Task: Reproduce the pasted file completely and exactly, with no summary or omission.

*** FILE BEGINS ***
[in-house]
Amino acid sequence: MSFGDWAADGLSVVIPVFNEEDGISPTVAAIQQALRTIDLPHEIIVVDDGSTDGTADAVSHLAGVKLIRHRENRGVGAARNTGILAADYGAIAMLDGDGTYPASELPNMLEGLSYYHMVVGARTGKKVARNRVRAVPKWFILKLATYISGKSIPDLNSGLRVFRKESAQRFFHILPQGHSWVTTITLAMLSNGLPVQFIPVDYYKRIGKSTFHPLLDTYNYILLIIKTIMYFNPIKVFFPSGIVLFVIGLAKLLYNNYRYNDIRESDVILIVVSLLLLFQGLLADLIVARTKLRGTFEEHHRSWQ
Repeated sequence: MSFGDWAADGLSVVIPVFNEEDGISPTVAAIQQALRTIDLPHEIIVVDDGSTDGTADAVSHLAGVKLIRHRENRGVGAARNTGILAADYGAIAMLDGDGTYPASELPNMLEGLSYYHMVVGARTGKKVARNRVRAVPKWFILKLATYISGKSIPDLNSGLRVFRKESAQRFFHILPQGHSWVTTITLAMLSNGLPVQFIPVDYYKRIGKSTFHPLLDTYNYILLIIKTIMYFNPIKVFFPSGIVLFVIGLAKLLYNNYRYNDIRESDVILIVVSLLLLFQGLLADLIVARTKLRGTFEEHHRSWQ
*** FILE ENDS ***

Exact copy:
[in-house]
Amino acid sequence: MSFGDWAADGLSVVIPVFNEEDGISPTVAAIQQALRTIDLPHEIIVVDDGSTDGTADAVSHLAGVKLIRHRENRGVGAARNTGILAADYGAIAMLDGDGTYPASELPNMLEGLSYYHMVVGARTGKKVARNRVRAVPKWFILKLATYISGKSIPDLNSGLRVFRKESAQRFFHILPQGHSWVTTITLAMLSNGLPVQFIPVDYYKRIGKSTFHPLLDTYNYILLIIKTIMYFNPIKVFFPSGIVLFVIGLAKLLYNNYRYNDIRESDVILIVVSLLLLFQGLLADLIVARTKLRGTFEEHHRSWQ
Repeated sequence: MSFGDWAADGLSVVIPVFNEEDGISPTVAAIQQALRTIDLPHEIIVVDDGSTDGTADAVSHLAGVKLIRHRENRGVGAARNTGILAADYGAIAMLDGDGTYPASELPNMLEGLSYYHMVVGARTGKKVARNRVRAVPKWFILKLATYISGKSIPDLNSGLRVFRKESAQRFFHILPQGHSWVTTITLAMLSNGLPVQFIPVDYYKRIGKSTFHPLLDTYNYILLIIKTIMYFNPIKVFFPSGIVLFVIGLAKLLYNNYRYNDIRESDVILIVVSLLLLFQGLLADLIVARTKLRGTFEEHHRSWQ